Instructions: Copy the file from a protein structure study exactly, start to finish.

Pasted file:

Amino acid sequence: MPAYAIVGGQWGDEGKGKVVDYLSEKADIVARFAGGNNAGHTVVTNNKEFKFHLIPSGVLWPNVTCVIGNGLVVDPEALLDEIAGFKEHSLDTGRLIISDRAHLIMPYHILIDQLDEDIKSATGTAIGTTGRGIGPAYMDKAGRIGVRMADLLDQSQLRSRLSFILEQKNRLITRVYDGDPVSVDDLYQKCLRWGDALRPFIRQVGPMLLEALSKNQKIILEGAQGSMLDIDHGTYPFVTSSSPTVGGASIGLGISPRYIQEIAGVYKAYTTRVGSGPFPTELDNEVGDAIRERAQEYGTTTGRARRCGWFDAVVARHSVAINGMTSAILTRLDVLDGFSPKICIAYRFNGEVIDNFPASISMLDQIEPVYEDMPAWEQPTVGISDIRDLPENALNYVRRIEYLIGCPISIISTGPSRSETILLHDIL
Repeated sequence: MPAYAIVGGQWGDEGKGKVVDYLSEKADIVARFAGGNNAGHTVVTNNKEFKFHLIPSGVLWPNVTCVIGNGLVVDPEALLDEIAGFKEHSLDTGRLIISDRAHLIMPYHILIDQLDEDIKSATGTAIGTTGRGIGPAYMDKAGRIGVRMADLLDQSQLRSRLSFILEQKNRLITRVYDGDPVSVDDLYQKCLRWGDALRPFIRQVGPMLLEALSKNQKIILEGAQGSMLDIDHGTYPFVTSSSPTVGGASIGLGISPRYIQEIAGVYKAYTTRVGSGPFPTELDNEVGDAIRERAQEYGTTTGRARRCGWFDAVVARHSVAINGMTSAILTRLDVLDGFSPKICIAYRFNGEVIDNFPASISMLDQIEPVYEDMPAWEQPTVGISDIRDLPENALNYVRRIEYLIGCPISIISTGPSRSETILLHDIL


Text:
Amino acid sequence: MPAYAIVGGQWGDEGKGKVVDYLSEKADIVARFAGGNNAGHTVVTNNKEFKFHLIPSGVLWPNVTCVIGNGLVVDPEALLDEIAGFKEHSLDTGRLIISDRAHLIMPYHILIDQLDEDIKSATGTAIGTTGRGIGPAYMDKAGRIGVRMADLLDQSQLRSRLSFILEQKNRLITRVYDGDPVSVDDLYQKCLRWGDALRPFIRQVGPMLLEALSKNQKIILEGAQGSMLDIDHGTYPFVTSSSPTVGGASIGLGISPRYIQEIAGVYKAYTTRVGSGPFPTELDNEVGDAIRERAQEYGTTTGRARRCGWFDAVVARHSVAINGMTSAILTRLDVLDGFSPKICIAYRFNGEVIDNFPASISMLDQIEPVYEDMPAWEQPTVGISDIRDLPENALNYVRRIEYLIGCPISIISTGPSRSETILLHDIL
Repeated sequence: MPAYAIVGGQWGDEGKGKVVDYLSEKADIVARFAGGNNAGHTVVTNNKEFKFHLIPSGVLWPNVTCVIGNGLVVDPEALLDEIAGFKEHSLDTGRLIISDRAHLIMPYHILIDQLDEDIKSATGTAIGTTGRGIGPAYMDKAGRIGVRMADLLDQSQLRSRLSFILEQKNRLITRVYDGDPVSVDDLYQKCLRWGDALRPFIRQVGPMLLEALSKNQKIILEGAQGSMLDIDHGTYPFVTSSSPTVGGASIGLGISPRYIQEIAGVYKAYTTRVGSGPFPTELDNEVGDAIRERAQEYGTTTGRARRCGWFDAVVARHSVAINGMTSAILTRLDVLDGFSPKICIAYRFNGEVIDNFPASISMLDQIEPVYEDMPAWEQPTVGISDIRDLPENALNYVRRIEYLIGCPISIISTGPSRSETILLHDIL